Tom Hollingsworth leads a discussion around how important sensors are for analytics and data. Is network monitoring enough? What about something in software? Or is the added expense of a dedicated out-of-band physical sensor the price you have to pay? The roundtable is pretty evenly split on the subject, and discusses where each approach works best.
On-Premise IT Roundtable
In this episode, the roundtable discusses what impact 5G will have on traditional networking. They dig into why wireless is a more finite resource than wired networking, the difficulty of service degradation, and how to justify rolling out 5G for fixed end points.
Stephen Foskett leads a discussion about how big of a change composable infrastructure is from the tried and true blade server.
Stephen Foskett and the Roundtable discuss wether or not you should be running your own website. They weigh the pros and cons of each path and delve into the specifics of each.
The panel discusses where networking disaggregation is relevant in today’s IT. Is it limited to just the largest organizations, or can even small IT teams enjoy its benefits? Or is scale less important than how an organization values the network itself? Join Tom Hollingsworth, Jordan Martin, Aaron Conaway, and Darrel Clute as they discuss.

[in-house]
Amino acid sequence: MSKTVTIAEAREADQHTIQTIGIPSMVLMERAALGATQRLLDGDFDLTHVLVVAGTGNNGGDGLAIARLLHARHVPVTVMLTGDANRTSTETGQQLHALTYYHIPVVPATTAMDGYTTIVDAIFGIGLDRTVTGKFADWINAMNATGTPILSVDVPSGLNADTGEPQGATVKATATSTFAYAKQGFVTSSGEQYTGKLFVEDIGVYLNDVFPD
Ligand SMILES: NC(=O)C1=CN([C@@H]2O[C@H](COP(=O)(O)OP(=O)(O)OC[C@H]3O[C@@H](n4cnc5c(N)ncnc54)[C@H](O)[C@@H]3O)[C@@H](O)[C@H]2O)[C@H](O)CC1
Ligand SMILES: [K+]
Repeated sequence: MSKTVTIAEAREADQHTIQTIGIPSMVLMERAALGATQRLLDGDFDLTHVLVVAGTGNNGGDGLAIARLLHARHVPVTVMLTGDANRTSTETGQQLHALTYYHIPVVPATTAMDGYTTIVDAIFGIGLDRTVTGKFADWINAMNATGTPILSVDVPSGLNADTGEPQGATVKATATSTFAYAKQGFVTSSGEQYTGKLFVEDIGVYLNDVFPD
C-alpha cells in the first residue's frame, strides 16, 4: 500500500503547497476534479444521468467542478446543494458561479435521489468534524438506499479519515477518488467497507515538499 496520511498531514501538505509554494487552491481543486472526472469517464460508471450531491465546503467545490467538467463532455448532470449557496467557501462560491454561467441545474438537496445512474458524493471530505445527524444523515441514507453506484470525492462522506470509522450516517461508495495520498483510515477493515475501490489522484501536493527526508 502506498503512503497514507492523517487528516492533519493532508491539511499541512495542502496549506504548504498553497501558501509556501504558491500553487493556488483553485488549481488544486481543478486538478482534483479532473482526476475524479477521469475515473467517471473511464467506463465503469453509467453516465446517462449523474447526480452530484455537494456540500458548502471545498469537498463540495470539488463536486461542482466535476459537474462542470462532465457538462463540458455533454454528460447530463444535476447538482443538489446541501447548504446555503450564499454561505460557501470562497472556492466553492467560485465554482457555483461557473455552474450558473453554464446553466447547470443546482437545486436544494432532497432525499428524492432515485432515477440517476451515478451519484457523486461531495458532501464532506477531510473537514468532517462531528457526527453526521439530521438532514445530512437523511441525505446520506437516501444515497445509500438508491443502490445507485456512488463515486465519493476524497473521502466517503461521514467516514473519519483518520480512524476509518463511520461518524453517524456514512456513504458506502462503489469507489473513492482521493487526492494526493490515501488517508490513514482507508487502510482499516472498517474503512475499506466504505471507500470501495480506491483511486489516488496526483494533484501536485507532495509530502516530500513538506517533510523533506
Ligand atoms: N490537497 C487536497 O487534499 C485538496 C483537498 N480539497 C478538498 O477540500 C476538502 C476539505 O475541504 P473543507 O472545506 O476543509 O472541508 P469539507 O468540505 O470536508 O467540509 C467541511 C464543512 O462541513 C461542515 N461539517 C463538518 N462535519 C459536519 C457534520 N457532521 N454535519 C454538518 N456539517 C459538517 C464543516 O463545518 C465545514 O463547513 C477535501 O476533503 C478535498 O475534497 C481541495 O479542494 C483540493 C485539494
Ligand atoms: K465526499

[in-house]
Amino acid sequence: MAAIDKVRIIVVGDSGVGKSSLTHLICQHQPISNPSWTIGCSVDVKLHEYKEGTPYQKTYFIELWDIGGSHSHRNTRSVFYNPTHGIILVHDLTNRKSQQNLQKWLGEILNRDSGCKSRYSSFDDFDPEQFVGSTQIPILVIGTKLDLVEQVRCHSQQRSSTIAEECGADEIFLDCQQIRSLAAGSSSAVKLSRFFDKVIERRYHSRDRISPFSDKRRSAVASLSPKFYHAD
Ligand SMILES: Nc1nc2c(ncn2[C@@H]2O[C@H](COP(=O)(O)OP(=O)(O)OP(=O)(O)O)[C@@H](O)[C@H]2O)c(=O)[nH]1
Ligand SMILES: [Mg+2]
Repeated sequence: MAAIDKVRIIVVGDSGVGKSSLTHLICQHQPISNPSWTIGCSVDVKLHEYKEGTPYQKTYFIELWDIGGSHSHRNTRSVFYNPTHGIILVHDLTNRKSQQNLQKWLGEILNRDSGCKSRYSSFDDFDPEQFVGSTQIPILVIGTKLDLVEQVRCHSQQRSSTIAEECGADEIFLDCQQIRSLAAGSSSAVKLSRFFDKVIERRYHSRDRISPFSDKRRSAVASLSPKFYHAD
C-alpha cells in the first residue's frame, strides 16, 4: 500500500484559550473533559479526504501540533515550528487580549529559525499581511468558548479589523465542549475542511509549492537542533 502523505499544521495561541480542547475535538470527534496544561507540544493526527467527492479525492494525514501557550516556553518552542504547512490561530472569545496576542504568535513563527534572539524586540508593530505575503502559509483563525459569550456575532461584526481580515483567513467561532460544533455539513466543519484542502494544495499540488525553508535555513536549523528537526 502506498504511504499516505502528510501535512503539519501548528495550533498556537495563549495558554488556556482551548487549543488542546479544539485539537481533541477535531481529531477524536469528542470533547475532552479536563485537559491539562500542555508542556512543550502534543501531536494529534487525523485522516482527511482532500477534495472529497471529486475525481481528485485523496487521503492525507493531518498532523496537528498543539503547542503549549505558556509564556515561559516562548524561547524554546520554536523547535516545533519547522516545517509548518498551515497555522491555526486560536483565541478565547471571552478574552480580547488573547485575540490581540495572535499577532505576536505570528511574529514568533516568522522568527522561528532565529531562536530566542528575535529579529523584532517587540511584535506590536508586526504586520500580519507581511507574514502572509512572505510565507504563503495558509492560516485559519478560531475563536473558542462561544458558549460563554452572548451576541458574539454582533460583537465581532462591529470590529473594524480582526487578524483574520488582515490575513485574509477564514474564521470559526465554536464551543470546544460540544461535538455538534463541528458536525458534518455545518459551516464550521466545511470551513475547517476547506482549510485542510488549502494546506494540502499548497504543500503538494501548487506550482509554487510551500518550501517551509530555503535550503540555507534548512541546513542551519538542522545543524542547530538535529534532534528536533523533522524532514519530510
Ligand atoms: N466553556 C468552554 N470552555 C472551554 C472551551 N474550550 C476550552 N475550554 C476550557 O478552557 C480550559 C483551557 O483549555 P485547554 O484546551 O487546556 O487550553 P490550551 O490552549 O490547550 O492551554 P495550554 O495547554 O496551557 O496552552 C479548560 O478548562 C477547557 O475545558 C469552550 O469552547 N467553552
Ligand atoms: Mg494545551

Let’s face it, AI gets thrown around a lot in the enterprise these days. It often gets conflated with Machine Learning, Deep Learning, and neural networks. But does the term actually mean anything? Are there solutions out there that actually qualify as AI? The roundtable debates.
The Premise: The efficiencies of network engineering will decimate engineering jobs.
The panel debates if this is true. They look at if this will happen across the board, if engineers will just become programmers going forward, or if automation will actually benefit network engineers down the road. And if automation does eliminate all these jobs, does it then become a pernicious form of support lock-in?
Do words mean things? It depends on who you ask. Often the more technically minded IT folks like hard and fast definitions, while marketing tends to lend to a more “generous” interpretation of words. Do we need to rigidly enforce definitions, or are we resigned to an infinite regress into mutual unintelligibility? We’re no stranger to this debate on Gestalt IT, but the panel sheds new light and perspective on this often frustrating premise.
In this iteration of Gestalt Networking News:
– the On-Premise IT Roundtable discusses if the CLI is dead
– The Gestalt Rundown re:Invents itself
– and we talk to Chin-Fah Heoh for our IT Origins interview series